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Senate Republicans offer constitutional amendment to block Supreme Court packing

Sen. Ted CruzRafael (Ted) Edward CruzBiden tries to erase Trump's 'America First' on world stage Cotton, Pentagon chief tangle over diversity training in military GOP senators press Justice Department to compare protest arrests to Capitol riot MORE (Texas) and five other Senate Republicans have introduced a constitutional amendment to prevent Democrats from packing the Supreme Court if Joe BidenJoe BidenBiden prepares to confront Putin Ukrainian president thanks G-7 nations for statement of support Biden aims to bolster troubled Turkey ties in first Erdoğan meeting MORE wins the White House and Democrats capture the Senate.

The proposed amendment simply states: “The Supreme Court of the United States shall be composed of nine justices.”

It would need to pass with a two-thirds super majority in both the Senate and the House and need to be ratified by three-fourths of the states, or 38 of the 50 states, within seven years after its submission for ratification.

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“Make no mistake, if Democrats win the election, they will end the filibuster and pack the Supreme Court, expanding the number of justices to advance their radical political agenda, entrenching their power for generations, and destroying the foundations of our democratic system,” Cruz said in a statement.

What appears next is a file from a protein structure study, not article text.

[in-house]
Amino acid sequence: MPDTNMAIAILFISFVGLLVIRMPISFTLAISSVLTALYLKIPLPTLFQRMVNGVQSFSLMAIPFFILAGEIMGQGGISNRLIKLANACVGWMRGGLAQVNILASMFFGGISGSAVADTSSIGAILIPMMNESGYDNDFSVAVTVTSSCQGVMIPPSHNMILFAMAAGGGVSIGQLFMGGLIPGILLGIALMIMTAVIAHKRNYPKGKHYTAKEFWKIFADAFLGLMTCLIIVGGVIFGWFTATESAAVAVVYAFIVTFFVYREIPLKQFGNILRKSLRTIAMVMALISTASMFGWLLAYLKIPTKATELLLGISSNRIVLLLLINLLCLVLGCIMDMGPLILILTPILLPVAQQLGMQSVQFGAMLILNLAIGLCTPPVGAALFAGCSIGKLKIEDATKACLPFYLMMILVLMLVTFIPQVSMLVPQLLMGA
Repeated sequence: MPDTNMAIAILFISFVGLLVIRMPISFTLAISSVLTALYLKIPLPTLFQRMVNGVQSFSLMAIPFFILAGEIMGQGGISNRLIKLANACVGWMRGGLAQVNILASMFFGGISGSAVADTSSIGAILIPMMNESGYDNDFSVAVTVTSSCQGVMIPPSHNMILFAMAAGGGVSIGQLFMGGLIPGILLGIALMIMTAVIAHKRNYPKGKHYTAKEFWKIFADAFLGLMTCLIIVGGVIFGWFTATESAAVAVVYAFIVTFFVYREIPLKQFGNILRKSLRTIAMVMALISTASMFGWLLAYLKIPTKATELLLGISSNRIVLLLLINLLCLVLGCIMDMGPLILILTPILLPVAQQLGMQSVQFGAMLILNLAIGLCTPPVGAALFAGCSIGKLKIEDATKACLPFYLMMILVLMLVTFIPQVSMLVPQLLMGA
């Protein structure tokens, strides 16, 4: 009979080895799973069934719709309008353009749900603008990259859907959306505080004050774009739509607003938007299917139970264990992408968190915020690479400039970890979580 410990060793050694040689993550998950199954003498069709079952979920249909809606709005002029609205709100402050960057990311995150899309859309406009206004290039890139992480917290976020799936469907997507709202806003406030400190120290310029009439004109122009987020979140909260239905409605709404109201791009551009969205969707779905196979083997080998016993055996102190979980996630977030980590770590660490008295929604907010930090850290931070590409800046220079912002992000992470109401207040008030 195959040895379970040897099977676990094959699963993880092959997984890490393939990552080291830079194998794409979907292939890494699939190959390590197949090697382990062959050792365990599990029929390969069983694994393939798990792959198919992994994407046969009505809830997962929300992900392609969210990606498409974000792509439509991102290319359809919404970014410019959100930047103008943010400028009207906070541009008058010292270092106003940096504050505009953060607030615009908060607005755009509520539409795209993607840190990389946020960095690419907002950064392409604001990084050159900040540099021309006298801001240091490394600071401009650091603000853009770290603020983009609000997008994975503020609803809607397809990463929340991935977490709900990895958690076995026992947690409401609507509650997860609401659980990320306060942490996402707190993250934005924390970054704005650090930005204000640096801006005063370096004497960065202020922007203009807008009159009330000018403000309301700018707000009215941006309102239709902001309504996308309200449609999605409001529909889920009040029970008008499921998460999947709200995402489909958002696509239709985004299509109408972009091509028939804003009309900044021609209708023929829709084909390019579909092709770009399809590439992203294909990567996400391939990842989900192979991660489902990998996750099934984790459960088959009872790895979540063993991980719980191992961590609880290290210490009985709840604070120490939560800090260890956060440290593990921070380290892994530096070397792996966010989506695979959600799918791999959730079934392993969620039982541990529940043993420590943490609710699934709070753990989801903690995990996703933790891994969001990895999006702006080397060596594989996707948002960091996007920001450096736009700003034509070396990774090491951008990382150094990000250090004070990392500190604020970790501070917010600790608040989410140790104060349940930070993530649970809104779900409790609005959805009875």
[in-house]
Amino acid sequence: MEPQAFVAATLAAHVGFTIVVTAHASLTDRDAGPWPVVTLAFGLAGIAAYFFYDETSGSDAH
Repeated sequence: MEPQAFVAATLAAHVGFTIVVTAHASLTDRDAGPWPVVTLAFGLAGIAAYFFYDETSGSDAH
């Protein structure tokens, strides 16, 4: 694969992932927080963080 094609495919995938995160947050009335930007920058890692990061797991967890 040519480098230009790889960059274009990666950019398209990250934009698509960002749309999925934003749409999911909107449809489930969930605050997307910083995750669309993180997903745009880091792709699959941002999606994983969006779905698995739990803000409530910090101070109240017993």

“We must take action before election day to safeguard the Supreme Court and the constitutional liberties that hang in the balance,” he added.

The other Republican sponsors of the plan are Sens. Thom TillisThomas (Thom) Roland TillisInfighting grips Nevada Democrats ahead of midterms Lara Trump lost her best opportunity — if she ever really wanted it 9 Senate seats most likely to flip in 2022 MORE (N.C.), Martha McSallyMartha Elizabeth McSallyMcGuire unveils Arizona Senate campaign On The Trail: Arizona is microcosm of battle for the GOP Gabby Giffords and Mark Kelly welcome first grandchild MORE (Ariz.), Roger WickerRoger Frederick WickerOvernight Defense: Pentagon details military construction projects getting .2B restored from wall funds | Biden chooses former commander to lead Navy | Bill seeks to boost visa program for Afghans who helped US Senate bill would add visas, remove hurdles to program for Afghans who helped US Bipartisan bill proposes to add billion in restaurant relief funds MORE (Miss.), Kelly LoefflerKelly LoefflerHerschel Walker skips Georgia's GOP convention Georgia agriculture commissioner launches Senate campaign against Warnock 9 Senate seats most likely to flip in 2022 MORE (Ga.) and Cindy Hyde-Smith (Miss.). Tillis, McSally and Loeffler are face competitive reelection races this fall.

“Proposals to ‘pack’ the Supreme Court and add seats to change its ideological balance should concern every American. There have been nine seats on the Supreme Court for more than 150 years, providing stability and trust in the rule of law,” Wicker said in a statement.